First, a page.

• ZoinsZoins Posts: 33,811 ✭✭✭✭✭

    Congrats @Coinosaurus!

    What an excellent way to honor Steve and provide a legacy for him.

  • RogerBRogerB Posts: 8,852 ✭✭✭✭✭
    edited May 28, 2019 7:40AM

    Odd that the coin photo color balances seem to be OK, but the holders are too red - not that it really matters.

  • StaircoinsStaircoins Posts: 2,565 ✭✭✭

    I am so pleased to see Steve's extensive research and reference collection published in this manner and made available for generations of collectors, numismatists and researchers to enjoy.

    Would that we all left such an indelible mark on our own fields. Bravo Steve!

  • RogerBRogerB Posts: 8,852 ✭✭✭✭✭

    Amidst all the praise, I remind members and readers that this database would not have been possible except for the generosity of the Eric P Newman Numismatic Education Society (EPNNES) and Newman Numismatic Portal (NNP).

  • ZoinsZoins Posts: 33,811 ✭✭✭✭✭

    @RogerB said:
    Amidst all the praise, I remind members and readers that this database would not have been possible except for the generosity of the Eric P Newman Numismatic Education Society (EPNNES) and Newman Numismatic Portal (NNP).

    And by extension, the generosity of Eric P Newman :)

  • StaircoinsStaircoins Posts: 2,565 ✭✭✭

    @RogerB said:
    Amidst all the praise, I remind members and readers that this database would not have been possible except for the generosity of the Eric P Newman Numismatic Education Society (EPNNES) and Newman Numismatic Portal (NNP).

    Agree wholeheartedly!

    It is hard to overstate Eric Newman's contribution to numismatics.

  • RogerBRogerB Posts: 8,852 ✭✭✭✭✭

    An aside: So....why doesn't the ANA change the name of it's top award to honor Mr. Newman, rather than the charlatan Zerbe?

  • CaptHenwayCaptHenway Posts: 31,442 ✭✭✭✭✭

    Would that not diminish the honor of all those who have received the Zerbe?

    Numismatist. 50 year member ANA. Winner of four ANA Heath Literary Awards; three Wayte and Olga Raymond Literary Awards; Numismatist of the Year Award 2009, and Lifetime Achievement Award 2020. Winner numerous NLG Literary Awards.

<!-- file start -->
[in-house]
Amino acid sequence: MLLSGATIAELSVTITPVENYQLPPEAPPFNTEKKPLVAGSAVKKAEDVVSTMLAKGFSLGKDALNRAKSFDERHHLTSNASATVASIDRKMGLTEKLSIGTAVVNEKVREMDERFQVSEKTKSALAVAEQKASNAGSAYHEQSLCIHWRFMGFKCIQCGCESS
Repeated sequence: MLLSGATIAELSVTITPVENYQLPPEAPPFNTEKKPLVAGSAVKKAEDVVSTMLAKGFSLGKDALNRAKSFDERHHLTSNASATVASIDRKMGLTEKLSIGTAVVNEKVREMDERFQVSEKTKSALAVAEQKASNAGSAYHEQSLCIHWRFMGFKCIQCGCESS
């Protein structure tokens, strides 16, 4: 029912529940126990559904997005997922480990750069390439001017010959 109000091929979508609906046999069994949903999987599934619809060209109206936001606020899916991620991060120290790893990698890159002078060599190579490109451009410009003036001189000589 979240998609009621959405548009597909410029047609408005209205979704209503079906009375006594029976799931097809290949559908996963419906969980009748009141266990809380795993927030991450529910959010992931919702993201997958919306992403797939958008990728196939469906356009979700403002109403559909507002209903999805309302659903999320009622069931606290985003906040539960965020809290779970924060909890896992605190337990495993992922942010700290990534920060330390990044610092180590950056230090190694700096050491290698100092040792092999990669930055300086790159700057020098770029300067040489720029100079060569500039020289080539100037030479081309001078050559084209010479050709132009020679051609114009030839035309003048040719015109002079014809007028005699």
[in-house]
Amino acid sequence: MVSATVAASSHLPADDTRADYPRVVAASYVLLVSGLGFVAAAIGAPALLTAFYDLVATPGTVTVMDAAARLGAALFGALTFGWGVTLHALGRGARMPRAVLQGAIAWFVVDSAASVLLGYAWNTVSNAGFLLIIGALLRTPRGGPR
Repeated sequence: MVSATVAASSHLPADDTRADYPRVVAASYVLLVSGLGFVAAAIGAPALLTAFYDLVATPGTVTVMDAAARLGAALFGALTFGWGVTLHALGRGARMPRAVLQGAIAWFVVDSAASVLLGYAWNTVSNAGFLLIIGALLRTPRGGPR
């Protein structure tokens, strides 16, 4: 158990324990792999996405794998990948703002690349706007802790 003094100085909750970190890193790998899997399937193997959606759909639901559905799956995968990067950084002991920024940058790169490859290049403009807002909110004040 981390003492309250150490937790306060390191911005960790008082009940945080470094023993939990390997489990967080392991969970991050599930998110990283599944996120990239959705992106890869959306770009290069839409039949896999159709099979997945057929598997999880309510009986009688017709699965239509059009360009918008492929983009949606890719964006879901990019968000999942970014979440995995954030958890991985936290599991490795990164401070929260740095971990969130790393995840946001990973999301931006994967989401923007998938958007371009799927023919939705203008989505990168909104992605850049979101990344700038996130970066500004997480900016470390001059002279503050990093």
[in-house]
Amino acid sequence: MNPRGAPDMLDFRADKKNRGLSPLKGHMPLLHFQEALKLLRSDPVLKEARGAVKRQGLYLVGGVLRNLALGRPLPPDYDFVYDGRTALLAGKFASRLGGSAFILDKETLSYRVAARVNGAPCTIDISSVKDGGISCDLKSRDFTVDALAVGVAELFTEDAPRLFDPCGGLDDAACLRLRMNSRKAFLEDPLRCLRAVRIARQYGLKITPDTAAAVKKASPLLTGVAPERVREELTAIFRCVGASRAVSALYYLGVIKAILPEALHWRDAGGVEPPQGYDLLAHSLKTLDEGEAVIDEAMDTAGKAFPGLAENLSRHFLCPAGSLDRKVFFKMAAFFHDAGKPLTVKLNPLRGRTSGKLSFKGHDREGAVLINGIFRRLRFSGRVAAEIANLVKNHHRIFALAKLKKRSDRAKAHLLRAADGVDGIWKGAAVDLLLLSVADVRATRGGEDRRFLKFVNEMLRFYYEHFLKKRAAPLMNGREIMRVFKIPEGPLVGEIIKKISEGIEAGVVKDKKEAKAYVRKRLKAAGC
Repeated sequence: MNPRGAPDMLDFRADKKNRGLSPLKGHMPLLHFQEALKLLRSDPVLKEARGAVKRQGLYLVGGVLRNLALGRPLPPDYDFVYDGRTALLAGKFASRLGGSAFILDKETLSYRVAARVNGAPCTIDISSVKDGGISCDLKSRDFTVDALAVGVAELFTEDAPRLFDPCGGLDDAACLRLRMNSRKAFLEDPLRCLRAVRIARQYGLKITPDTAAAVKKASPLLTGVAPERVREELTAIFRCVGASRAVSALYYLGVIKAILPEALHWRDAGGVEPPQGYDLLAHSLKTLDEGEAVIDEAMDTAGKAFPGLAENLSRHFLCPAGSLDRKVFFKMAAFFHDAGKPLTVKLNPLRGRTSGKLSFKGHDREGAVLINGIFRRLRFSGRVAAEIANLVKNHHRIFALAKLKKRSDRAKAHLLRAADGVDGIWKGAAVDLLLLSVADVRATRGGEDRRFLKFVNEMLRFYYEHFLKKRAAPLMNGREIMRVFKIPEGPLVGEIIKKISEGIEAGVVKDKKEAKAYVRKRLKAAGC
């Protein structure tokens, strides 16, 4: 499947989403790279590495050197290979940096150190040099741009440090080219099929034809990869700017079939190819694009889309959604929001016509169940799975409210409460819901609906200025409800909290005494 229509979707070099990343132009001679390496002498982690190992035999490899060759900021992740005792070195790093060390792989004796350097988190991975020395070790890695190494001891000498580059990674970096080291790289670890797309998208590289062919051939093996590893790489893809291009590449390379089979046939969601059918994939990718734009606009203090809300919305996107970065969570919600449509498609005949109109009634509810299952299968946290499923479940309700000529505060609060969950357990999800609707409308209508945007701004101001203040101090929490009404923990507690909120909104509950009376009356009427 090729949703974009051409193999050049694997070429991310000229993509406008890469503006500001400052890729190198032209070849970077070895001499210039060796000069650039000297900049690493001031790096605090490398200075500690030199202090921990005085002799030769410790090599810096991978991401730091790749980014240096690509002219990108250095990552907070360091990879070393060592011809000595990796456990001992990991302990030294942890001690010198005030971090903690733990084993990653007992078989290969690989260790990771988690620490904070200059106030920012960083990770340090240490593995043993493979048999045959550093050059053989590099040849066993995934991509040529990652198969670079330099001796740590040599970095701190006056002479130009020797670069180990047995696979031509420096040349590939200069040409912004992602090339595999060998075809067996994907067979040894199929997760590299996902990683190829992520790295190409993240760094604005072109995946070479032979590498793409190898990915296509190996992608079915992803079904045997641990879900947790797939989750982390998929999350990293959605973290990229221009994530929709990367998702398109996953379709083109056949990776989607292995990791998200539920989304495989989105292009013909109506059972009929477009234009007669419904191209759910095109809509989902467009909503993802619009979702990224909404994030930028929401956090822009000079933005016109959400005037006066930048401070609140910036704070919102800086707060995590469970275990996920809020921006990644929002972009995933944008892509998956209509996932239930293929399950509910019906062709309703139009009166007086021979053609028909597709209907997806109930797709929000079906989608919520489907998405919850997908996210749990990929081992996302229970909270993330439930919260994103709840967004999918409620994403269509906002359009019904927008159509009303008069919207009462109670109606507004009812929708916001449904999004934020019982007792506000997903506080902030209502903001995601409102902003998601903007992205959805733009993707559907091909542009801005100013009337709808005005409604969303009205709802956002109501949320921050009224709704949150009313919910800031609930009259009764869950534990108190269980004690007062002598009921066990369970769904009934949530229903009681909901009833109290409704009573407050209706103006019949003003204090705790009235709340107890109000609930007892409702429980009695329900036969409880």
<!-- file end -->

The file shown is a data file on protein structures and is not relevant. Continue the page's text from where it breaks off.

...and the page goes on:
• yosclimberyosclimber Posts: 4,545 ✭✭✭✭✭
    edited May 28, 2019 6:10PM

    @yosclimber said:
    And I have the table data (year/mm, V-number, die state, grade, description, Notes, etc.) in an Excel file.
    This makes it easier to compare Steve's notes across several coins / die marriages for a year/mm.


    Thanks to @Coinosaurus, this table data is available on the NNP page directly now:
    https://archive.org/details/SteveCrainSpreadsheet
    And you can use the download options on the lower right to download it as an Excel .xlsx file, or PDF, etc
    It is sorted by year/mm and then by V-number and (often) die state, so the notes for similar coins are grouped together.
    This will be updated from time to time as I assign V-numbers to the ones that Steve had not given numbers to (designated as vq1 in the vn column).

  • RogerBRogerB Posts: 8,852 ✭✭✭✭✭

    @CaptHenway said:
    Would that not diminish the honor of all those who have received the Zerbe?

    A change in name not meaning.

  • Where are the Steve Crain Half Dimes today ? Purchased ? donated ?

    gregg W
  • BustDMsBustDMs Posts: 1,561 ✭✭✭✭✭

    @flyer33 said:
    Where are the Steve Crain Half Dimes today ? Purchased ? donated ?

    W David Perkins sold most (all?) of the collection. He used to post here but haven't seen anything from him lately. I can contact him directly if you need more information.

    Q: When does a collector become a numismatist?



    A: The year they spend more on their library than their coin collection.



    A numismatist is judged more on the content of their library than the content of their cabinet.
  • RobertScotLoverRobertScotLover Posts: 518 ✭✭✭✭

    This presentation is just phenomenal and incredibly comprehensive and will surely promote cbhd collecting and enhance its continued research. So I guess in a way Steve did ultimately complete his book.

  • yosclimberyosclimber Posts: 4,545 ✭✭✭✭✭
    edited December 23, 2023 9:07PM

    A complete book may not not have been possible for Steve, given that he didn't have photos of most of his coins.
    He often lamented that he didn't have photos to share in his posts here.
    But fortunately due to the efforts of W David Perkins and @Coinosaurus for the Newman Numismatic Portal,
    those photos were taken, to go with his database notes and preserve his research work.
    It's a great source for the lshd researcher, and I have fun seeing what he discovered when working on a date-mintmark chapter.

    Steve collected cbhds as well, and much of his collection was documented in some of W David Perkins' PDF catalogs when selling those coins.

  • CoinosaurusCoinosaurus Posts: 9,613 ✭✭✭✭✭

    Steve Herrman did the photography for this project - super work, the man is meticulous! It was truly a team effort, and one of the favorite projects I've done at Newman Portal.